- Another suggests that the Overlook is hell. When Jack Torrance signs his employment contract, it’s a Faustian pact with the devil – hence his descent into a hell full of blood, ghostly visions and his personal fears.
- Another suggests that the film is about the holocaust. Much of the film’s soundtrack is made up of post-war compositions influenced by the horrors of the Second World War. Jack's typewriter is German and his deranged typing symbolises the Third Reich’s mechanical methods of killing, and obsession with list-making. The machine is made by Adler which translates as “eagle” - the Nazi emblem, also spotted on Jack’s yellow T-shirt. Most compellingly, there’s play on the number 42 throughout the film: 42 cars in the hotel parking lot, 42 on one of Danny's shirts and on the license plate of Halloran's rental car. If you multiply the numerals of Room 237 (2 x 3 x 7), you get 42. Midway through the film, Wendy and Danny watch The Summer of '42 on TV. All this numerology references the year 1942, when the Nazis put their “Final Solution” into place.
- Taking a cue from site MSTRMND's brilliant analysis, which noted that "The Shining is a film meant to be seen both forwards and backwards," Ryan wanted to see what would happen if it was projected simultaneously with one version being played the normal way and the other being superimposed and run backwards from end to beginning. The resulting images are eerie (see above, video NSFW). "There's some fun jokes, but then there's serious stuff where the hallucinations – the visions – that Danny has, you'll see them over-layed on top of other situations. Like the twin girls are over-layed on top of Wendy," Ryan says. "All the symbols in the movie overlap in the superimposition backwards-forwards. The murdered twins are over-layed across Jack's face."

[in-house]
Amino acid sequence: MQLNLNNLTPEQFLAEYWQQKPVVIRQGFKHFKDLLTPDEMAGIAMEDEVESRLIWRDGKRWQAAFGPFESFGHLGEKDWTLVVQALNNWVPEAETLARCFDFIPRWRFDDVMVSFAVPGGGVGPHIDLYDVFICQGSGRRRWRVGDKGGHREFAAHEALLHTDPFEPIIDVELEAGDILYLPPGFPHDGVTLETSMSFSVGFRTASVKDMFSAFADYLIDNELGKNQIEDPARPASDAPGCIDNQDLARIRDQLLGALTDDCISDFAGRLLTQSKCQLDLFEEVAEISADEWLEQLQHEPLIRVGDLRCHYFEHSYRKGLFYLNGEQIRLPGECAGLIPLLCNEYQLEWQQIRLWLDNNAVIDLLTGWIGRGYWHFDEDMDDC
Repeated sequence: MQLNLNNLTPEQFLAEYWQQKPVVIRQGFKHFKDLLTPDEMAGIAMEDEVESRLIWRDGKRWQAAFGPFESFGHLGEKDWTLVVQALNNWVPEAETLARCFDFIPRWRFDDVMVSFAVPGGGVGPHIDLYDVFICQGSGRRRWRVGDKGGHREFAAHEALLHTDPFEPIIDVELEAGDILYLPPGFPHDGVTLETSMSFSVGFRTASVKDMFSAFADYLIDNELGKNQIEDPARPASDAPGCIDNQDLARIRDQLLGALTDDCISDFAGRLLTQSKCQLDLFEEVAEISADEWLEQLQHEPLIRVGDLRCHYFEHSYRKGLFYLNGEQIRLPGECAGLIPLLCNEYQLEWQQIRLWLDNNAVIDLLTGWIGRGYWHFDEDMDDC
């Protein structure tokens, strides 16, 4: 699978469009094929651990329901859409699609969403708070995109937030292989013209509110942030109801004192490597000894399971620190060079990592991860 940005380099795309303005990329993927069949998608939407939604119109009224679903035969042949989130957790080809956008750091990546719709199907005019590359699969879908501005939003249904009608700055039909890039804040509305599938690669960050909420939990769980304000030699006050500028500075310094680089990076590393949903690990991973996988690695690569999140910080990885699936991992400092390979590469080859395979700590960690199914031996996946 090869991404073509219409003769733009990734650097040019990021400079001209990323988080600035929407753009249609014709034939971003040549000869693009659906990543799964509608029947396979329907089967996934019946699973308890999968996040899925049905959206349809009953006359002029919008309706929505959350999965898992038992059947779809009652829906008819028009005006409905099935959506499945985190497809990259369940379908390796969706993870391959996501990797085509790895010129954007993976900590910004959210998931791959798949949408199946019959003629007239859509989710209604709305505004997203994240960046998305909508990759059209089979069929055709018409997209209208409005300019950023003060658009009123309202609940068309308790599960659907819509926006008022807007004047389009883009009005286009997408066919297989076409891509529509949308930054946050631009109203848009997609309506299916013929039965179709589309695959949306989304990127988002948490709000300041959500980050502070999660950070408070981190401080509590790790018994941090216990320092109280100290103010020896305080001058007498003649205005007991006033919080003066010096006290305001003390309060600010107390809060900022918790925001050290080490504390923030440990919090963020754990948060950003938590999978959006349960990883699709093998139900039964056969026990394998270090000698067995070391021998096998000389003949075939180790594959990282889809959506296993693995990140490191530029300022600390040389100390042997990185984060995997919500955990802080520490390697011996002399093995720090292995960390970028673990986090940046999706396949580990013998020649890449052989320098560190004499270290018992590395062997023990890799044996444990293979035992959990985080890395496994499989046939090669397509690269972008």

- One of the creepiest theories of all is that mad genius Kubrick managed to imbue his film with so much ambiguous Freudian symbolism that it taps into essence of life itself. In other words, the whole film is about the bizarre coincidences of life. The use of mirrors through out the film, the twins, the symmetry of the shots and the constant doubling throughout the film are meant to be reflective of our own interior lives. Several of the theorists talk about weird coincidences that they personally experienced while spending countless hours watching and thinking about The Shining. In fact, this may be the theory that director Ascher most prescribes to. He told me he finds it incredibly serendipitous that his documentary is coming out the same year as the Los Angeles County Museum of Modern Art's Kubrick retrospective, and Stephen King's publication of Doctor Sleep, a Shining sequel with Danny Torrance as a middle-aged man. In fact, during our interview, as we talked about coincidences, Ascher looked over at the clock in his office and realized it was exactly 2:37 p.m.
- Another suggests that the film represents the myth of the Minotaur. Stephen King’s novel didn’t feature a hedge maze but Kubrick added it for the film as a reference to the part-man, part-bull creature who lives at the centre of a labyrinth. The hotel itself is maze-like, with Jack representing the child-devouring monster. The figure on a skiing poster in the hotel resembles a Minotaur, as does another poster of a cowboy riding its bull. There are also repeated shots of Jack Torrance looking taurine, his forehead jutting and eyes rolling wildly, like a bull about to charge.